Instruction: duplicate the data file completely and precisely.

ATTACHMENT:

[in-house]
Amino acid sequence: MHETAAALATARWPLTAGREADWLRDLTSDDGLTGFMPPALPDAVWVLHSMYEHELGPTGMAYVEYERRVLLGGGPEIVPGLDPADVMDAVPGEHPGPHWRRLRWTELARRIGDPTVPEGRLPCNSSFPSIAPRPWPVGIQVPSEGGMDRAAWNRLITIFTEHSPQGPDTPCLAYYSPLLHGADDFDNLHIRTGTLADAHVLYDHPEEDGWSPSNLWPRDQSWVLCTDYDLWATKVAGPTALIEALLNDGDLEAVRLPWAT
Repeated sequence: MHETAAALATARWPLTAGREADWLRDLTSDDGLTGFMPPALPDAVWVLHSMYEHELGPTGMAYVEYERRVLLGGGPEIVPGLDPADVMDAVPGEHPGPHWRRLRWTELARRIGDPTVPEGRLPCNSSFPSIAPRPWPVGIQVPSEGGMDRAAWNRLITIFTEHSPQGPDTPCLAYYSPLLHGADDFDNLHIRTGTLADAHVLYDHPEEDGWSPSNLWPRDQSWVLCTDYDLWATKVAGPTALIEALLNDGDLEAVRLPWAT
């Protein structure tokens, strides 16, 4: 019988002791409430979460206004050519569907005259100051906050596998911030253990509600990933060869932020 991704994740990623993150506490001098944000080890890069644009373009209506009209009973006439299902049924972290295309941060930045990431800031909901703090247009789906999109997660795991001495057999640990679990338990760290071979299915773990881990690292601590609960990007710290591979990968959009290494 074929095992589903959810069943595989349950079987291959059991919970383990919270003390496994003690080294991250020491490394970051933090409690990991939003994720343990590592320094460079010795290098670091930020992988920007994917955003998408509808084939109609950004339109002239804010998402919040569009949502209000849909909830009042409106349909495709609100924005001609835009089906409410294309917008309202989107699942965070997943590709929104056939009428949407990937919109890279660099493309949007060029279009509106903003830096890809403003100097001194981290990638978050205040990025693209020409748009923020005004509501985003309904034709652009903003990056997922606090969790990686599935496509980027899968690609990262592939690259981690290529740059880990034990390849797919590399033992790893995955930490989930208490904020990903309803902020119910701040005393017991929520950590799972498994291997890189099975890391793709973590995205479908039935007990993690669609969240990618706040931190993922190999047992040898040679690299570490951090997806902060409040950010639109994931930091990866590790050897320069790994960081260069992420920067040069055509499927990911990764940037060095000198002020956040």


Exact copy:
[in-house]
Amino acid sequence: MHETAAALATARWPLTAGREADWLRDLTSDDGLTGFMPPALPDAVWVLHSMYEHELGPTGMAYVEYERRVLLGGGPEIVPGLDPADVMDAVPGEHPGPHWRRLRWTELARRIGDPTVPEGRLPCNSSFPSIAPRPWPVGIQVPSEGGMDRAAWNRLITIFTEHSPQGPDTPCLAYYSPLLHGADDFDNLHIRTGTLADAHVLYDHPEEDGWSPSNLWPRDQSWVLCTDYDLWATKVAGPTALIEALLNDGDLEAVRLPWAT
Repeated sequence: MHETAAALATARWPLTAGREADWLRDLTSDDGLTGFMPPALPDAVWVLHSMYEHELGPTGMAYVEYERRVLLGGGPEIVPGLDPADVMDAVPGEHPGPHWRRLRWTELARRIGDPTVPEGRLPCNSSFPSIAPRPWPVGIQVPSEGGMDRAAWNRLITIFTEHSPQGPDTPCLAYYSPLLHGADDFDNLHIRTGTLADAHVLYDHPEEDGWSPSNLWPRDQSWVLCTDYDLWATKVAGPTALIEALLNDGDLEAVRLPWAT
């Protein structure tokens, strides 16, 4: 019988002791409430979460206004050519569907005259100051906050596998911030253990509600990933060869932020 991704994740990623993150506490001098944000080890890069644009373009209506009209009973006439299902049924972290295309941060930045990431800031909901703090247009789906999109997660795991001495057999640990679990338990760290071979299915773990881990690292601590609960990007710290591979990968959009290494 074929095992589903959810069943595989349950079987291959059991919970383990919270003390496994003690080294991250020491490394970051933090409690990991939003994720343990590592320094460079010795290098670091930020992988920007994917955003998408509808084939109609950004339109002239804010998402919040569009949502209000849909909830009042409106349909495709609100924005001609835009089906409410294309917008309202989107699942965070997943590709929104056939009428949407990937919109890279660099493309949007060029279009509106903003830096890809403003100097001194981290990638978050205040990025693209020409748009923020005004509501985003309904034709652009903003990056997922606090969790990686599935496509980027899968690609990262592939690259981690290529740059880990034990390849797919590399033992790893995955930490989930208490904020990903309803902020119910701040005393017991929520950590799972498994291997890189099975890391793709973590995205479908039935007990993690669609969240990618706040931190993922190999047992040898040679690299570490951090997806902060409040950010639109994931930091990866590790050897320069790994960081260069992420920067040069055509499927990911990764940037060095000198002020956040």